Youngest Malaysian Female IRONMAN Finisher Ruth Ting – Where Army Medical Doctor Meets Triathlon
In 2016, Ruth Ting Xian Xian became the youngest Malaysian finisher of IRONMAN Malaysia in Langkawi. Five years later, the Sepang-raised Ruth has once again showed tenacity in excelling academically too. Turning 25 years old in this year, the new medical graduate is currently waiting to be commissioned as a second lieutenant army officer in August.
Few millennials can proudly attest to such all-round achievements. Therefore, ToughAsia had to sneak in to learn some ‘pro tips’ from this army house officer to-be, Ruth Ting.
ToughASIA: How, when and why did you get involved in triathlon?
Ruth: Since primary school, I had always wanted to emulate my older sister Rachel’s performance in sports. I did taekwando and was also also active in track and field. I had never ventured beyond 5km runs until I started my medical degree at National Defence University of Malaysia (UPNM) in Kuala Lumpur..
I had never thought of registering in any sports club or team until my senior invited me to join Kelab Sukan Lasak (KSL), a club which participates in all sorts of races such as triathlon, duathlon, swimathon, aquathlon, half and full marathons. It reignited my desire to do well in sports as I am surrounded by supportive people around me.
Initially, I had doubts that I could complete long distance races. But once I got started on my triathlon journey, I got passionately involved in all its three disciplines.
ToughASIA: Where are your favourite training locations?
Ruth: My favourite running locations are all around Kuala Lumpur. One of them is within University of Malaya, where it has some “deadly” rolling hills, less traffic and safe at night too; it is definitely a perfect place to train. Elsewhere, Bukit Mas at Melawati, Perdana Botanical Garden and of course, the hilly routes in the army campus – Kem Sg. Besi.
ToughASIA: How often do you run?
Ruth: I run every other day, alternating with lifting weights in the gym. Thus, I have to devise my own weekly training plan systemically, which includes both cardio and strength regimes. Both these routines really worked synergistically in bodyshaping.
As we all know, runners not only have to improve their endurance and lactate thresholds but also to work on different groups of muscles. These will produce speed, provide a good and proper and upright running posture and minimise risks of getting injured unnecessarily.
So, my running routine basically ranges from short easy runs, intervals, tempo, hill repeats, recovery to LSD on weekends. I usually grind harder on weekdays, running around 8-10km per session. Meanwhile on weekends, I will go for runs over 15km.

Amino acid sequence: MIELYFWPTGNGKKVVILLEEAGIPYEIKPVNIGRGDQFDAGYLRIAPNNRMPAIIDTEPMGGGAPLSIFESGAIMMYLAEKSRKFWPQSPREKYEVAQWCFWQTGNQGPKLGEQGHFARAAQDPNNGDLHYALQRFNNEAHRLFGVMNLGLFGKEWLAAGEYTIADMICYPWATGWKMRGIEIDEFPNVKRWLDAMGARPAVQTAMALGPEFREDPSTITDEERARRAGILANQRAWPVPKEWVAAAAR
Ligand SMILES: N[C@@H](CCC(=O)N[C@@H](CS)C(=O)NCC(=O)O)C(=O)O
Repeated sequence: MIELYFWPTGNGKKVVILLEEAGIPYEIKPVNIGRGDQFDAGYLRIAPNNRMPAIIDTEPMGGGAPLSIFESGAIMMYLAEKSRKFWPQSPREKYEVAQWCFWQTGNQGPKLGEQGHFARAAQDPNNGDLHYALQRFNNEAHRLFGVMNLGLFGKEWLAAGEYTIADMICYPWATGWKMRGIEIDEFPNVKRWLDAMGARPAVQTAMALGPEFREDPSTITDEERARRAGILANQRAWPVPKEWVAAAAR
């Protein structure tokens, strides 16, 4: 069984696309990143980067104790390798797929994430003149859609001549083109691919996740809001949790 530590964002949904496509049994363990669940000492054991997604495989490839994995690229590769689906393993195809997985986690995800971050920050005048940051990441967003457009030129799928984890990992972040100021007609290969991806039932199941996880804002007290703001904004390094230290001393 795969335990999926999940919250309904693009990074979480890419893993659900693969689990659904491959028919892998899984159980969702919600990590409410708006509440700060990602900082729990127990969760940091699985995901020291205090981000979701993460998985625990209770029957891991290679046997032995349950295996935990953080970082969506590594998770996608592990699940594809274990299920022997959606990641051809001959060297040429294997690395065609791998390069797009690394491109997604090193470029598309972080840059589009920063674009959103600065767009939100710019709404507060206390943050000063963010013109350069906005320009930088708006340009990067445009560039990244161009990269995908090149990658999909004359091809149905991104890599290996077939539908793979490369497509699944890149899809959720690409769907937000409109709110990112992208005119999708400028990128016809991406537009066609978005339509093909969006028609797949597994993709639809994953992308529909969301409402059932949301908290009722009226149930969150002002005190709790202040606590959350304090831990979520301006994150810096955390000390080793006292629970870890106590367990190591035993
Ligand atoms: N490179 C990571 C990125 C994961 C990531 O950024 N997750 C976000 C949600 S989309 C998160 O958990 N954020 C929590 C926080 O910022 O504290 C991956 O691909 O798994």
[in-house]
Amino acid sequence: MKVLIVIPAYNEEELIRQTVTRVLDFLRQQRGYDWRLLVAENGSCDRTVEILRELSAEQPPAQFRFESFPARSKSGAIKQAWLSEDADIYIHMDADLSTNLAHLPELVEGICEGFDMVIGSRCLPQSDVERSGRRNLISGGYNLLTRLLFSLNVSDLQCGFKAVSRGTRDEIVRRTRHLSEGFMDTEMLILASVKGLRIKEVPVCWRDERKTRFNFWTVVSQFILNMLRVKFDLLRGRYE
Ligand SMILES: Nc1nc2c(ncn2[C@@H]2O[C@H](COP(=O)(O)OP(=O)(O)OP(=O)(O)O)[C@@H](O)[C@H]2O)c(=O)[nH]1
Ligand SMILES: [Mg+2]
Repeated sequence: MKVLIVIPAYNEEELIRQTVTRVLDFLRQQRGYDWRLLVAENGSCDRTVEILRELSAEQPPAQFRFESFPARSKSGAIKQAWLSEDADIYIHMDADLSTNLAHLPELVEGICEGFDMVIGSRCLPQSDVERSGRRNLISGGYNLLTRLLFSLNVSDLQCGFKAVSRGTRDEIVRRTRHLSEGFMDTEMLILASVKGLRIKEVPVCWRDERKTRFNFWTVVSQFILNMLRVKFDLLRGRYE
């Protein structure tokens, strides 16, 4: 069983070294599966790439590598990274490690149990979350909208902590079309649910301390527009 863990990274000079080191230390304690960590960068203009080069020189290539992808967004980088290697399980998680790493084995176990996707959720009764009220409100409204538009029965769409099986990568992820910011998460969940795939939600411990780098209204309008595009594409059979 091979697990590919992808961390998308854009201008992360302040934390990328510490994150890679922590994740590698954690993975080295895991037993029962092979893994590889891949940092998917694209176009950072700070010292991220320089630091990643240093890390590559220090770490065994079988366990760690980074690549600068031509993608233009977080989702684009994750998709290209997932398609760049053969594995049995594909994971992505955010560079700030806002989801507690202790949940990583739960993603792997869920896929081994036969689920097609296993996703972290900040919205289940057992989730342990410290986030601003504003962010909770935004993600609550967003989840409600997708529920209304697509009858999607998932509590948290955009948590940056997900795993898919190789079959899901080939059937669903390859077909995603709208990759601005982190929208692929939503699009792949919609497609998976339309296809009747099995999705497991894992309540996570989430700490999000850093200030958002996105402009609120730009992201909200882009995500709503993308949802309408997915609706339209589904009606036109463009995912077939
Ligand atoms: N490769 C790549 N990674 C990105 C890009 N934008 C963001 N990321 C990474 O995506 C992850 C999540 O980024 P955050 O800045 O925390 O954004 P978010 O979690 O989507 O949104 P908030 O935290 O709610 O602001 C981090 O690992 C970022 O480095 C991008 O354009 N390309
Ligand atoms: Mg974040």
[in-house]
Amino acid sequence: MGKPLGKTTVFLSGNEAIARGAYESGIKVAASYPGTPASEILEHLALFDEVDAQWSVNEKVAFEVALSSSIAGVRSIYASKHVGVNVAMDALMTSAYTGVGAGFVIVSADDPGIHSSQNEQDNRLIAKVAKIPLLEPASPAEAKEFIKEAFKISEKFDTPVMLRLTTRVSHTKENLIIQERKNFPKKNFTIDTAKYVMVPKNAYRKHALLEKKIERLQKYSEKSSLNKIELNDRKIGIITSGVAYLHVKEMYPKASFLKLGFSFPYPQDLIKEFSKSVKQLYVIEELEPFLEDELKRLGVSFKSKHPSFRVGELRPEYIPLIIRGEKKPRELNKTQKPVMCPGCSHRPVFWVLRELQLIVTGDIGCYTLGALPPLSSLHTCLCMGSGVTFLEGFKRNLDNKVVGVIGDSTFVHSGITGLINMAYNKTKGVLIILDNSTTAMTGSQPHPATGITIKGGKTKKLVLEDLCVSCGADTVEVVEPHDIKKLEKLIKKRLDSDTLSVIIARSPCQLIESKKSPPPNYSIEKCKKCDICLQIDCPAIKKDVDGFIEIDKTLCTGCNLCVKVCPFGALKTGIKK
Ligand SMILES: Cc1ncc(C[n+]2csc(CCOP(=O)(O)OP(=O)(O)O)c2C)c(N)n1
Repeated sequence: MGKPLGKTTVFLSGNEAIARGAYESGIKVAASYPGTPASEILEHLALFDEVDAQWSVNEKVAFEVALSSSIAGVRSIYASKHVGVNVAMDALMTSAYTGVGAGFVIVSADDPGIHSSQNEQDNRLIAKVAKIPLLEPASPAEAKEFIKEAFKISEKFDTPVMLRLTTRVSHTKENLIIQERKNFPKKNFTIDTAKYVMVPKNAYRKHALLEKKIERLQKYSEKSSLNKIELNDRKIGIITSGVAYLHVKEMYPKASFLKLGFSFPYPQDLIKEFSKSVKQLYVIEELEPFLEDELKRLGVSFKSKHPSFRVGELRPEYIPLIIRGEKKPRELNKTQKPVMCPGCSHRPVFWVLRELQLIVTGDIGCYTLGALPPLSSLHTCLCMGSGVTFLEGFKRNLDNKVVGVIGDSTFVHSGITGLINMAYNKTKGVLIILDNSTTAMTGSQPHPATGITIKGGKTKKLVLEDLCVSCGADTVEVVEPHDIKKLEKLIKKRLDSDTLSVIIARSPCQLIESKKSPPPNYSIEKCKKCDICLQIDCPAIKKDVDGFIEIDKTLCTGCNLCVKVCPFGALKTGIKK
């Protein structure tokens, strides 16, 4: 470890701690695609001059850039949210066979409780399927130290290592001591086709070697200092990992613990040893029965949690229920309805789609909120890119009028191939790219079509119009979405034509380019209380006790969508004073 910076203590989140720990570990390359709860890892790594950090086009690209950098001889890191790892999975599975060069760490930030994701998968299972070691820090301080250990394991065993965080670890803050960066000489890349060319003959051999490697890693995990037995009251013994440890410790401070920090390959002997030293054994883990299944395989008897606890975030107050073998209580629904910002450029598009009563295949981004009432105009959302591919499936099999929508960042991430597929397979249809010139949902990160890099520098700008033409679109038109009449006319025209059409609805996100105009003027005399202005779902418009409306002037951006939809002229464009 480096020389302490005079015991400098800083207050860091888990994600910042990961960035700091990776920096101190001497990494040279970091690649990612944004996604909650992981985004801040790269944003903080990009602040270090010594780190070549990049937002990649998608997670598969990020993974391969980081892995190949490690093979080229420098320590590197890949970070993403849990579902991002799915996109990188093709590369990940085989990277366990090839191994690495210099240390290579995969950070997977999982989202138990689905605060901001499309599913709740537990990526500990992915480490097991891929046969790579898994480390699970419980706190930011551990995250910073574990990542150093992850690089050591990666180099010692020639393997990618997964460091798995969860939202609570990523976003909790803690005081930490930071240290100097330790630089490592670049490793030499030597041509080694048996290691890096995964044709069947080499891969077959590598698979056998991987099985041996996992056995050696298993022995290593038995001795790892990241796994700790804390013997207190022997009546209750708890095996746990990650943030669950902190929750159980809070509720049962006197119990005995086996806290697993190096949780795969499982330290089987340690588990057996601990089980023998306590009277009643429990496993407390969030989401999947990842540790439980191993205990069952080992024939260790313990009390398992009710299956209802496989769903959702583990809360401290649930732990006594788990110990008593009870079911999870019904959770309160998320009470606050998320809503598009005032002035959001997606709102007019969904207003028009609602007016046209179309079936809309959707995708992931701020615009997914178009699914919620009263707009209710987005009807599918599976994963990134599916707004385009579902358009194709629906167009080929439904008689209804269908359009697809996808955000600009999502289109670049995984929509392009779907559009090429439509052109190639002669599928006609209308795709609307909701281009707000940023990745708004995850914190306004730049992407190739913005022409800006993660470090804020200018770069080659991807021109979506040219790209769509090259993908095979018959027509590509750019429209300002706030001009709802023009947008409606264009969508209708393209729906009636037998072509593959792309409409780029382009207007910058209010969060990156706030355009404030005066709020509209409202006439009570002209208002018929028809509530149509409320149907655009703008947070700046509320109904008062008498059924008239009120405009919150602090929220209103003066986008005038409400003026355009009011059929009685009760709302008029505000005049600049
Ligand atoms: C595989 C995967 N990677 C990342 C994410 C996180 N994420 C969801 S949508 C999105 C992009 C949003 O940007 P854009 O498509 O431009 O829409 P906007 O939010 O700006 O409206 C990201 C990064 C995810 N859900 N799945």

ToughASIA: What is your proudest achievements in triathlon?
Ruth: My proudest achievement is definitely winning a 3rd place for my age group in my second IRONMAN Langkawi race in 2017 with a personal record of 14:02 hours. It was a huge bonus for me to be on podium that day.
On a side note, I was the youngest Malaysian female to complete a full IRONMAN distance at the age of 20 in 2016 with a timing of 15:35 hours. In 2017, I managed to shave off a total of 93 minutes.
ToughASIA: Have you joined any virtual races?
Ruth: It is indeed crazy times we are living in since MCO was first enforced in March last year. I think virtual races are the best solution thus far as everyone get to stay indoors and maintain social distancing. Furthermore, we can influence or encourage our family members to participate together.
I had only joined VR twice and for other times, I would just continue with my running programme on the treadmill and workout session in my mini-gym a.k.a. pain-cave at home.
ToughASIA: Do you train with any clubs or teams?
Ruth: Previously, I was in the Tadonamo triathlete club for 3 years. Later on, I trained on my own as I had started my clinical lesson in the army hospital and I was busy preparing for the finals during senior years. In future, I plan to join the army triathlon contingent.
ToughASIA: What keeps you going into 2021 and beyond as a triathlete?
Ruth: As the cliché goes, “health is wealth”. 2020 was a year to equip and prepare us for tougher challenges ahead. In another 3 months, I will start working as an army house officer in Hospital Angkatan Tentera Tuanku Mizan. Housemanship is expected to be challenging, so I would need to reschedule and strategise my training programme in order to maintain my physique as well as to execute the best in my career.
Definitely, I’m looking forward to racing physically again and also in IRONMAN races be it local or overseas once the MCO is countermanded.
ToughASIA: Would you like to share any other perspectives regarding your journey?
Ruth: Being a medical student and an athlete at the same time is not easy for me at all. Time management is very crucial to ensure these two commitments are constantly on par with each other.
I always hold to the quote that “it’s not about having time, it’s all about making time”.
However, once, I had suffered depression from taking every training session as an obligation. I was too focused on reaping what I sow in my training but never had I savoured the joy or fun from it. A friendly reminder to all athletes out there: as long as we are disciplined, positive and consistent, I believe victory would be undeniably ours regardless how long it takes.